Interflow, Interaction, and Innovation: Merchants, Business Organizations, and Networks in the Pan-Pacific Rim since the Nineteenth Century
Due to the expansion of trade and commercial activities in the Pan Pacific rim in the 19th century, merchants from China, US, Japan, and Russia, were able to build up business organizations and to extend networks in the region. Joined by their British and French counterparts, these merchants made a significant impact for shaping a transnational business community in the region. Based on this fact, it is worth for this session to explore the interflow, interaction, and innovation among these transnational merchants, which looked from an angle of circulation of business knowhow, revelation of social-economic changes, and localization versus globalization.
The aims for organizing this session are threefold: Firstly, to draw attention on a comparative research on the circulation of business knowhow, the creation and the operation of business networks in the Pan Pacific rim since the 19th century. Secondly, to examine the impact made by the interflow and the interaction among the different groups of merchants in the above mentioned region. Thirdly, to identify the cooperation and innovational changes made by the various merchant organizations in the Pan Pacific rim.
This session will draw upon cases in Australia, China, Hong Kong, Japan, Southeast Asia, and US, and to show how prominent British and French merchants and business organizations interacted, cooperated, and conflicted together in the same region. This session called upon the research of global history, cliometrics, which looked from a comparative and multi-dimensional angle, in order to give a holistic view and theoretical analysis of the transnational business community emerged in the Pan Pacific rim since the nineteenth century.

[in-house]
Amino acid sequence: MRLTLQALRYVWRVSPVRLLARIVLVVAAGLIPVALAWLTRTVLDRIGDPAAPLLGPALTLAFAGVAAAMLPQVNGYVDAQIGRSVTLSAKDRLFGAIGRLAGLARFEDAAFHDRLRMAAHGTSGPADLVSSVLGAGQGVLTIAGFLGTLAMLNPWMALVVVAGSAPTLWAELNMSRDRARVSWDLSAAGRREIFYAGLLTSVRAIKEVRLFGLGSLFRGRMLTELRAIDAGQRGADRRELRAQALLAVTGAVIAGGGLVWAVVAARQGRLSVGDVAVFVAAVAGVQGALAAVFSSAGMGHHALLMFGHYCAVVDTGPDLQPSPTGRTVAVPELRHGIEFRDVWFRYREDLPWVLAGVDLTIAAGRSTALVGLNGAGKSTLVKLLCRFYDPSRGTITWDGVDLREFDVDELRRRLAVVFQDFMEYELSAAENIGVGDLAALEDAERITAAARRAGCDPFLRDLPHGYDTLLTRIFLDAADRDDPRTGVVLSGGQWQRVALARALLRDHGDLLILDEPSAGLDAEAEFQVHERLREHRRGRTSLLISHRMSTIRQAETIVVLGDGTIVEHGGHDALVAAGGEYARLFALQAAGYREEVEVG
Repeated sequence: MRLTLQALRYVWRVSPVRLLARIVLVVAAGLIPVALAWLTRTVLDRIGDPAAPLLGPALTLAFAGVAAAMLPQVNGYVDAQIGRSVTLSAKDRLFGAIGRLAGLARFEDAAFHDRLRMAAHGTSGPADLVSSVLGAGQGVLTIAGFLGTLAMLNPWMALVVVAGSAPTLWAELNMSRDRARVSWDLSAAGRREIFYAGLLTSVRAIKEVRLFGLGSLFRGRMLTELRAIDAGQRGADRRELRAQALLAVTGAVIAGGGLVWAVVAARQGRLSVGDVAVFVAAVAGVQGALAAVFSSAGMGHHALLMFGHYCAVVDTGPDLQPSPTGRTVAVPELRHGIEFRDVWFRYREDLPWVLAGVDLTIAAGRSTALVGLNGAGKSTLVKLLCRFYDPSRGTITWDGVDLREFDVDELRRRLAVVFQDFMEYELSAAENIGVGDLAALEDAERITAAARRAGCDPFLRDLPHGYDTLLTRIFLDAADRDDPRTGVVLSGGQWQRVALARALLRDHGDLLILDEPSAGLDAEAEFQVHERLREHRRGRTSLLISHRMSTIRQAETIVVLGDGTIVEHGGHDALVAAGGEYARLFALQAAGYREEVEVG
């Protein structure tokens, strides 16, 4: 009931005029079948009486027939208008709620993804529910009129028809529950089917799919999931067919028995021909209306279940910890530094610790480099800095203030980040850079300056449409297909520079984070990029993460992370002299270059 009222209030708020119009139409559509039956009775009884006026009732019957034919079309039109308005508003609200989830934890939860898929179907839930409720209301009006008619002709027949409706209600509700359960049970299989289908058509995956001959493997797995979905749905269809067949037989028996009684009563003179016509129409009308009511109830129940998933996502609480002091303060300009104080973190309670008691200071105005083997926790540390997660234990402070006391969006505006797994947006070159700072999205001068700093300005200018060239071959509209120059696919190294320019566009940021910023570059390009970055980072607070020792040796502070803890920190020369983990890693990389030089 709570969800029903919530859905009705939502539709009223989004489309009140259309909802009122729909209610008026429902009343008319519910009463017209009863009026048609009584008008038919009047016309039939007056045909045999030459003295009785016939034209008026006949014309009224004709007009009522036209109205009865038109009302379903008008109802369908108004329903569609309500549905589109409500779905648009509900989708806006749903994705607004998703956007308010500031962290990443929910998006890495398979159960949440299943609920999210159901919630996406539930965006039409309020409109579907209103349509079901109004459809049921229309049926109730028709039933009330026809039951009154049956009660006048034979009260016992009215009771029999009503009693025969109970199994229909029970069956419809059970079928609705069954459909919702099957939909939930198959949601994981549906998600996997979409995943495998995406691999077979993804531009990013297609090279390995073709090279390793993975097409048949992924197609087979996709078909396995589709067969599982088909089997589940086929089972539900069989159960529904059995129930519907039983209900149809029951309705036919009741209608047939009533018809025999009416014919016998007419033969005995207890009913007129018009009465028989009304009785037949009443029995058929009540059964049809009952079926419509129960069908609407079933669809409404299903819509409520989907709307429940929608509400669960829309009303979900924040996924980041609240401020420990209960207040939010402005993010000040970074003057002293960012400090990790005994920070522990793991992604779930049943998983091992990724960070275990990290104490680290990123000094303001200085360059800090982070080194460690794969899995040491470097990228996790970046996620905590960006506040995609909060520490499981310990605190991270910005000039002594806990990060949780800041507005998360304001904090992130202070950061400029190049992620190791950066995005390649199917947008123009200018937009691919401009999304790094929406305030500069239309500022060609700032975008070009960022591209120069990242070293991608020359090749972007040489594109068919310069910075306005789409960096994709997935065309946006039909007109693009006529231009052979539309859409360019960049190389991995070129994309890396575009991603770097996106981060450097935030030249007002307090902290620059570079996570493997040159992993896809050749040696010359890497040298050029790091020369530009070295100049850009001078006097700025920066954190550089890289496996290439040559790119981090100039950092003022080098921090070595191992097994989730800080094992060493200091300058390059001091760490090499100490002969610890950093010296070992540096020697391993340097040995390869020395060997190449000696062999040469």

- Pui Tak Lee, University of Hong Kong, firstname.lastname@example.org, Hong Kong, China
- Min Ma, Central China Normal University, email@example.com, China
- Masato Kimura, Shibusawa Ei’ichi Memorial Foundation, firstname.lastname@example.org
- Chi-Kong Lai, University of Queensland, email@example.com
- Bozhong Li, Tsinghua University, firstname.lastname@example.org
- Hong Liu, Nanyang Technological University, email@example.com
- Xun Liu, Rutgers University, firstname.lastname@example.org
- Min Ma, Central China Normal University, email@example.com
- Siu-lun Wong, University of Hong Kong, firstname.lastname@example.org
- Victor Zheng, Chinese University of Hong Kong, email@example.com
- Yuanbao Xiong, Waseda University, firstname.lastname@example.org
- Heping Yu, Chinese Academy of Social Sciences, email@example.com
- Ying Zhu, Central China Normal University, firstname.lastname@example.org
- Haiyan Fu, Central China Normal University, email@example.com
- Wenxiang Wei, Central China Normal University, firstname.lastname@example.org
- Zhao Duan, Central China Normal University, email@example.com
- Helin Wu, Central China Normal University, firstname.lastname@example.org
- James Z. Lee, Hong Kong University of Science & Technology, email@example.com
- Takeshi Hamashita, Toyo Bunko, firstname.lastname@example.org
- R. Bin Wong, University of California at Los Angeles, email@example.com